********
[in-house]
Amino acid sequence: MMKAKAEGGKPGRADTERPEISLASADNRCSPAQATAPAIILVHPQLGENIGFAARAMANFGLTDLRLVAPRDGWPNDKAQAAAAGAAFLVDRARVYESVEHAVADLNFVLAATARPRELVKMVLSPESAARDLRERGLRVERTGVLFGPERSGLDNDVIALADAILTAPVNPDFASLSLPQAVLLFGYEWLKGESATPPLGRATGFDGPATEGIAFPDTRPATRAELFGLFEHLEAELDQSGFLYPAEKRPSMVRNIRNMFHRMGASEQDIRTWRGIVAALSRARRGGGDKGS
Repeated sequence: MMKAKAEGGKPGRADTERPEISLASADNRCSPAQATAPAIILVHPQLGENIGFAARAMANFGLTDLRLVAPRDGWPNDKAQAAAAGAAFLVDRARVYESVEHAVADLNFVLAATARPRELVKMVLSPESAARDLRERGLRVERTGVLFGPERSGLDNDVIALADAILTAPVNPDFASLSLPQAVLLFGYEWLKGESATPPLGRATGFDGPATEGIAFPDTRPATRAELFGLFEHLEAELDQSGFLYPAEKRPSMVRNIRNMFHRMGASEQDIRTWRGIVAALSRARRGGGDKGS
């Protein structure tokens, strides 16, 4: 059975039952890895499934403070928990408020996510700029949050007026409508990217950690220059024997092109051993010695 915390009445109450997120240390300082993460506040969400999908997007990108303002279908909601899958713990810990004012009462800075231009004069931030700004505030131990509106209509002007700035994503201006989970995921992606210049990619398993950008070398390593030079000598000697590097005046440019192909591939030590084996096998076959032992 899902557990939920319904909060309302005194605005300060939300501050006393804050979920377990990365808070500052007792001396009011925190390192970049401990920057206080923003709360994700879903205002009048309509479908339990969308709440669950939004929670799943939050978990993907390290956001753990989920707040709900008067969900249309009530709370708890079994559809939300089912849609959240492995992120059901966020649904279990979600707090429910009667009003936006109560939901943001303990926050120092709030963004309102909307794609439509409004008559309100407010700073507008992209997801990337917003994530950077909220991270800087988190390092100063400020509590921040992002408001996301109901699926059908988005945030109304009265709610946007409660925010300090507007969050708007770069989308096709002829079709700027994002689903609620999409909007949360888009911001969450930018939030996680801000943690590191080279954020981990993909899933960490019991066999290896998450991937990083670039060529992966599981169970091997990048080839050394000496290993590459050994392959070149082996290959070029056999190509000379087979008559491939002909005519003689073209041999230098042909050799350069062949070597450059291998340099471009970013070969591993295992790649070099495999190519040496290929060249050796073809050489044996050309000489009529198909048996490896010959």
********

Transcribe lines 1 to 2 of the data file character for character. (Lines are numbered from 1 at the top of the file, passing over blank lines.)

[in-house]
Amino acid sequence: MMKAKAEGGKPGRADTERPEISLASADNRCSPAQATAPAIILVHPQLGENIGFAARAMANFGLTDLRLVAPRDGWPNDKAQAAAAGAAFLVDRARVYESVEHAVADLNFVLAATARPRELVKMVLSPESAARDLRERGLRVERTGVLFGPERSGLDNDVIALADAILTAPVNPDFASLSLPQAVLLFGYEWLKGESATPPLGRATGFDGPATEGIAFPDTRPATRAELFGLFEHLEAELDQSGFLYPAEKRPSMVRNIRNMFHRMGASEQDIRTWRGIVAALSRARRGGGDKGS